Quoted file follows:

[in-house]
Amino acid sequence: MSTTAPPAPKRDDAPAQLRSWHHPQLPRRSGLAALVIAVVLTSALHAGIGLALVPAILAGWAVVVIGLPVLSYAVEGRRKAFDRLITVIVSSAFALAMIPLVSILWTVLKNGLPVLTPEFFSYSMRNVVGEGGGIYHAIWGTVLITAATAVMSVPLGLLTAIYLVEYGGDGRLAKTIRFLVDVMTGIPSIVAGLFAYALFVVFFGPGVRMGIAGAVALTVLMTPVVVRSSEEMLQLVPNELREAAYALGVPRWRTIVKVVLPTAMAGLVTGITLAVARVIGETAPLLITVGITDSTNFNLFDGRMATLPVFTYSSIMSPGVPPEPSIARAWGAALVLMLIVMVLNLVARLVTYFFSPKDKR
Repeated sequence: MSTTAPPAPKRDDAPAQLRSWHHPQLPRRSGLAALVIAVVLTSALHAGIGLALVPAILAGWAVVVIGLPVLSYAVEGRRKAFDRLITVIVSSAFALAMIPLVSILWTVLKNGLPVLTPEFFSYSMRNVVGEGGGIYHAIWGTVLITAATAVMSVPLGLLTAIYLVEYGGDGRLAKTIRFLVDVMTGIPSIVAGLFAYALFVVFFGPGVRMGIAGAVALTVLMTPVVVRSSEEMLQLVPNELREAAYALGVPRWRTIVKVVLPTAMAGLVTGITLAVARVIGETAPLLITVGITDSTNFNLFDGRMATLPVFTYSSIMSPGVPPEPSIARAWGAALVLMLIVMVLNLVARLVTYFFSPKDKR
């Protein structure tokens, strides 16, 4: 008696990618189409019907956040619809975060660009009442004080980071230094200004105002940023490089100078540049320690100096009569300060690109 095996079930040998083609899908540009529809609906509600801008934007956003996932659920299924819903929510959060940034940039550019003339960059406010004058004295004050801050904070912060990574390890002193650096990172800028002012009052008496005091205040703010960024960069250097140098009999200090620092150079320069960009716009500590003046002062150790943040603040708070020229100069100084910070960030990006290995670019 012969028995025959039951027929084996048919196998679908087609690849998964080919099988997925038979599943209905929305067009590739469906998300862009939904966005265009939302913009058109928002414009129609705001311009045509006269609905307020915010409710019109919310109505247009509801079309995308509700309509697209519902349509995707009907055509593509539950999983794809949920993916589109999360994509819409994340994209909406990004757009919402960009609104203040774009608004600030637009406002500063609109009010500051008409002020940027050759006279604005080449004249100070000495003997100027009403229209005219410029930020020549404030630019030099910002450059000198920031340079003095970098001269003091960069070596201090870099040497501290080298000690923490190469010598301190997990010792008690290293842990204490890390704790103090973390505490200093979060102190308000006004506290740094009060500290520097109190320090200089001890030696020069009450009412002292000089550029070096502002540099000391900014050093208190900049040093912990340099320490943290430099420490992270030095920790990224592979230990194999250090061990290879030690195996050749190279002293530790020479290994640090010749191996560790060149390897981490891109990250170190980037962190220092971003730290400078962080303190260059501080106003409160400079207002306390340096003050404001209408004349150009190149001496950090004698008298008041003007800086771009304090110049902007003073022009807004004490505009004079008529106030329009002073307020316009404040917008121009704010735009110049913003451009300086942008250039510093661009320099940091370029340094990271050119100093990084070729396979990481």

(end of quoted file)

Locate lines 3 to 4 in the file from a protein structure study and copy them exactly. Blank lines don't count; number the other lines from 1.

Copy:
Repeated sequence: MSTTAPPAPKRDDAPAQLRSWHHPQLPRRSGLAALVIAVVLTSALHAGIGLALVPAILAGWAVVVIGLPVLSYAVEGRRKAFDRLITVIVSSAFALAMIPLVSILWTVLKNGLPVLTPEFFSYSMRNVVGEGGGIYHAIWGTVLITAATAVMSVPLGLLTAIYLVEYGGDGRLAKTIRFLVDVMTGIPSIVAGLFAYALFVVFFGPGVRMGIAGAVALTVLMTPVVVRSSEEMLQLVPNELREAAYALGVPRWRTIVKVVLPTAMAGLVTGITLAVARVIGETAPLLITVGITDSTNFNLFDGRMATLPVFTYSSIMSPGVPPEPSIARAWGAALVLMLIVMVLNLVARLVTYFFSPKDKR
């Protein structure tokens, strides 16, 4: 008696990618189409019907956040619809975060660009009442004080980071230094200004105002940023490089100078540049320690100096009569300060690109 095996079930040998083609899908540009529809609906509600801008934007956003996932659920299924819903929510959060940034940039550019003339960059406010004058004295004050801050904070912060990574390890002193650096990172800028002012009052008496005091205040703010960024960069250097140098009999200090620092150079320069960009716009500590003046002062150790943040603040708070020229100069100084910070960030990006290995670019 012969028995025959039951027929084996048919196998679908087609690849998964080919099988997925038979599943209905929305067009590739469906998300862009939904966005265009939302913009058109928002414009129609705001311009045509006269609905307020915010409710019109919310109505247009509801079309995308509700309509697209519902349509995707009907055509593509539950999983794809949920993916589109999360994509819409994340994209909406990004757009919402960009609104203040774009608004600030637009406002500063609109009010500051008409002020940027050759006279604005080449004249100070000495003997100027009403229209005219410029930020020549404030630019030099910002450059000198920031340079003095970098001269003091960069070596201090870099040497501290080298000690923490190469010598301190997990010792008690290293842990204490890390704790103090973390505490200093979060102190308000006004506290740094009060500290520097109190320090200089001890030696020069009450009412002292000089550029070096502002540099000391900014050093208190900049040093912990340099320490943290430099420490992270030095920790990224592979230990194999250090061990290879030690195996050749190279002293530790020479290994640090010749191996560790060149390897981490891109990250170190980037962190220092971003730290400078962080303190260059501080106003409160400079207002306390340096003050404001209408004349150009190149001496950090004698008298008041003007800086771009304090110049902007003073022009807004004490505009004079008529106030329009002073307020316009404040917008121009704010735009110049913003451009300086942008250039510093661009320099940091370029340094990271050119100093990084070729396979990481």